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Earthquakes raise safety concerns for East Coast nuclear plants

The major problem with the earthquake-proof designs of current operating reactors is that the basis for their calculations was wrong.

SykesLyn2090211_opt“All of these numbers were derived in the late 60s,” said Lyn Sykes, Higgins Professor Emeritus of Earth and Environmental Science at the Columbia University Lamont-Doherty Earth Observatory in New York. “At that time, they didn’t have recordings of earthquakes from the eastern and central part of the US, so they used western earthquakes as models.

“The difference is that for a given sized earthquake, like the last one at 5.8, earthquakes in the east are felt out to a much larger distance. In California, with softer ground, an earthquake is not felt out to a large distance and damage doesn’t occur out to a large distance. And that does call into question the reliability of their standards.”

Last week’s earthquake, Sykes said, was larger than the design basis for Salem 1&2, Hope and Oyster Creek nuclear plants in New Jersey, and Indian Point 2 & 3 in New York. “For the basis of their designs,” said Sykes, “they used the 1884 earthquake off Sandy Hook near the mouth of New York Harbor, near Coney Island – which gave the quake its name. That quake was about 5.25 in magnitude.”

In that case, he said, the energy associated with last week’s 5.8-magnitude earthquake would be about five times the design basis for these nuclear facilities.

As a percentage of gravitational forces, the design basis used in the construction is 0.15 G for Indian Point; 0.184 for Oyster Creek; and 0.20 for Hope Creek and Salem 1&2. The difference in their design requirements is based on the solidity of the rocks they are built on.

Jon Armbruster a geophysicist at the Earth Institute and co-author with Sykes of an analysis of earthquakes over the last 300 years from Philadelphia to New York, “When they designed these plants, they chose an earthquake and the design basis figure represented how strongly the 1884 quake was felt in the area. There were two other quakes of that magnitude, in 1737 and 1783, and they were felt from Maine to Virginia and caused some chimneys to fall down. The 1884 quake also caused a railway embankment in Peekskill to slump into the river.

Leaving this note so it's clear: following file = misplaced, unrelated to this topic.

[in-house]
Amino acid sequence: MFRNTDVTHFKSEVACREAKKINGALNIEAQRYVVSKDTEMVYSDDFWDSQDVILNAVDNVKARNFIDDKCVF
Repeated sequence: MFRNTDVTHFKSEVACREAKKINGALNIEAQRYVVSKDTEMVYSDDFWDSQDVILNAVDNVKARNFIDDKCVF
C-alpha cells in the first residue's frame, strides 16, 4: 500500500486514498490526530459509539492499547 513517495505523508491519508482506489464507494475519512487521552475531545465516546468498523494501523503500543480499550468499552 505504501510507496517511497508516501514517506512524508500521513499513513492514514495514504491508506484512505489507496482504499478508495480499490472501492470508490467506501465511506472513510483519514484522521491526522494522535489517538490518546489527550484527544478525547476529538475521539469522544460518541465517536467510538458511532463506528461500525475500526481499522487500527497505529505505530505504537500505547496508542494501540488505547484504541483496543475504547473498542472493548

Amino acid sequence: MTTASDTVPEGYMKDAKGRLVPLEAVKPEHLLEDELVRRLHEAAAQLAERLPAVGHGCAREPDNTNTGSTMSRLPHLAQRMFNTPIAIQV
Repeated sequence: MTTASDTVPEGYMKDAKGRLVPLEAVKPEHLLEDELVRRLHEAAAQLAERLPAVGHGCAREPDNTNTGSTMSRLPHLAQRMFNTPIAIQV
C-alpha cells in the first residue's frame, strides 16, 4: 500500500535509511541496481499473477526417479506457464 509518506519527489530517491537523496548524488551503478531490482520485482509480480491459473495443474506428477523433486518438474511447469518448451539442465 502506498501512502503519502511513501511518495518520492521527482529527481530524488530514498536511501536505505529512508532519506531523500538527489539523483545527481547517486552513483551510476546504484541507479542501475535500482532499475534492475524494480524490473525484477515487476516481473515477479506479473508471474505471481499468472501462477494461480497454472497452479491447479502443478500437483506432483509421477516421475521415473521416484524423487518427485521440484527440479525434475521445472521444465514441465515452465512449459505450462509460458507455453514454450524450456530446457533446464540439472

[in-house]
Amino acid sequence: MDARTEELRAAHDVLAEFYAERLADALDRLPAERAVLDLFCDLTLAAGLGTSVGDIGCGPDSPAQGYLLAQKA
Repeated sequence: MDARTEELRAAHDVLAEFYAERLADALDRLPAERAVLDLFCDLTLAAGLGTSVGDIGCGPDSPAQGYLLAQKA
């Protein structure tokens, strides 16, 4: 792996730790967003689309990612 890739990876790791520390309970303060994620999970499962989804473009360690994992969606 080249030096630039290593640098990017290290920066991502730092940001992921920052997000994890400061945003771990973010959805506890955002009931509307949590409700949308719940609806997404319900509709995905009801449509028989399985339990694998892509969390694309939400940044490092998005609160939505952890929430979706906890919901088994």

In Virginia, the largest earthquake ever recorded was a magnitude 4.8. In the New York City area we have some 300 to 400-year histories and the largest earthquakes known were of a magnitude 5 or 5.3 I don’t think they have been allowing a large enough margin of uncertainty to have planned for a magnitude 5.8.

“What we have learned is that earthquakes around here can occur at a pretty shallow depth. In California, a shallow depth is one or two miles. I’ve been to places around here where earthquakes are not more than 100 meters from the surface. In 1994 there was a magnitude 4.5 earthquake near Redding, Pa., and as closely as we could measure, it was centered 100 yards below the surface. “

When these five regional nuclear power plants were designed, Armbruster added, it was not known that earthquakes could be generated at shallow depths and designers utilized what little data was available from California and other western earthquakes in their planning. “The difference between a California quake and one here was not clearly known back then. Now it is known and quantified that the shaking around here is quite different.

“The nuclear plants in southern New Jersey are not built on actual solid rock, though it is on pretty strong material. To an extent, that reduces the shaking. Each reactor design is different and has its peculiarities of design that need to be individually analyzed in a seismic hazard study.

“It’s like building on Jello. If you put the apartment building on Jello and you shake the bowl, the Jello quivers and the apartment building shakes a lot. To be safe in the earth equivalent of Jello you would have to build your nuclear power plant in what amounts to a concrete boat, so it could essentially float when the Jello shook and be strong enough to remain standing.”

Jim Norville, a spokesman for Dominion, said the company’s engineers and the NRC inspectors are seeking greater understanding of the differences between East and West Coast earthquakes and its implications for the plants critical systems.

We found no significant damage,” he said. But we want a better understanding of why the units shut down.”

So does the NRC. Spokeswoman Diane Screnci said the agency is seeking public comment on a proposed “generic Letter” to plant operators on a review of seismic hazards and design techniques. The response from the North Anna inspection and the generic latter may determine if the NRC mandates retrofitted improvements on existing critical buildings and systems.

Roger Witherspoon writes Energy Matters at www.RogerWitherspoon.com



 

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